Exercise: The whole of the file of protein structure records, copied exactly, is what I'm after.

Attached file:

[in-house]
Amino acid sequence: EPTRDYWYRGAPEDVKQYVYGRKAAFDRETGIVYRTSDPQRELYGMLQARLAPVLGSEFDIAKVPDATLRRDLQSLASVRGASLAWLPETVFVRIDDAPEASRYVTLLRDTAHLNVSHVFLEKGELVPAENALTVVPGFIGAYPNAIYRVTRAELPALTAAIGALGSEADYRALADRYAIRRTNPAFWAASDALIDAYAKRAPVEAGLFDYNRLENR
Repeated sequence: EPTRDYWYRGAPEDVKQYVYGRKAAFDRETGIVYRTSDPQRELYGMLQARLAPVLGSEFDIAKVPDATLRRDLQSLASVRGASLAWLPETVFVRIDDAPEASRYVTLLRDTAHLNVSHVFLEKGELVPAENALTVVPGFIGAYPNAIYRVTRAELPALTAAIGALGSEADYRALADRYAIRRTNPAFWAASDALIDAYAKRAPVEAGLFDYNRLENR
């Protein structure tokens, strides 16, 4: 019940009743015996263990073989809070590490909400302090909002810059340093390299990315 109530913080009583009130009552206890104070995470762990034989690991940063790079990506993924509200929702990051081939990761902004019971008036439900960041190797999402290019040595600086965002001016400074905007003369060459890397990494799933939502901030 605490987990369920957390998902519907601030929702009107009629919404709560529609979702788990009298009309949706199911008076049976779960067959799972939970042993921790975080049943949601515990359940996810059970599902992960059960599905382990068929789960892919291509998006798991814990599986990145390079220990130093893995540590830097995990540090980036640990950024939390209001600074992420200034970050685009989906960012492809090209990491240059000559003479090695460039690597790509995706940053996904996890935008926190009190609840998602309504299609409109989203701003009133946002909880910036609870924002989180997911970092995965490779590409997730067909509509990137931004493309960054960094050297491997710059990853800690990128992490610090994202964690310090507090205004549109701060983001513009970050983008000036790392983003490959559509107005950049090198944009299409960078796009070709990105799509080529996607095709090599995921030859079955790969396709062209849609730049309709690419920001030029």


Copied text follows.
[in-house]
Amino acid sequence: EPTRDYWYRGAPEDVKQYVYGRKAAFDRETGIVYRTSDPQRELYGMLQARLAPVLGSEFDIAKVPDATLRRDLQSLASVRGASLAWLPETVFVRIDDAPEASRYVTLLRDTAHLNVSHVFLEKGELVPAENALTVVPGFIGAYPNAIYRVTRAELPALTAAIGALGSEADYRALADRYAIRRTNPAFWAASDALIDAYAKRAPVEAGLFDYNRLENR
Repeated sequence: EPTRDYWYRGAPEDVKQYVYGRKAAFDRETGIVYRTSDPQRELYGMLQARLAPVLGSEFDIAKVPDATLRRDLQSLASVRGASLAWLPETVFVRIDDAPEASRYVTLLRDTAHLNVSHVFLEKGELVPAENALTVVPGFIGAYPNAIYRVTRAELPALTAAIGALGSEADYRALADRYAIRRTNPAFWAASDALIDAYAKRAPVEAGLFDYNRLENR
């Protein structure tokens, strides 16, 4: 019940009743015996263990073989809070590490909400302090909002810059340093390299990315 109530913080009583009130009552206890104070995470762990034989690991940063790079990506993924509200929702990051081939990761902004019971008036439900960041190797999402290019040595600086965002001016400074905007003369060459890397990494799933939502901030 605490987990369920957390998902519907601030929702009107009629919404709560529609979702788990009298009309949706199911008076049976779960067959799972939970042993921790975080049943949601515990359940996810059970599902992960059960599905382990068929789960892919291509998006798991814990599986990145390079220990130093893995540590830097995990540090980036640990950024939390209001600074992420200034970050685009989906960012492809090209990491240059000559003479090695460039690597790509995706940053996904996890935008926190009190609840998602309504299609409109989203701003009133946002909880910036609870924002989180997911970092995965490779590409997730067909509509990137931004493309960054960094050297491997710059990853800690990128992490610090994202964690310090507090205004549109701060983001513009970050983008000036790392983003490959559509107005950049090198944009299409960078796009070709990105799509080529996607095709090599995921030859079955790969396709062209849609730049309709690419920001030029």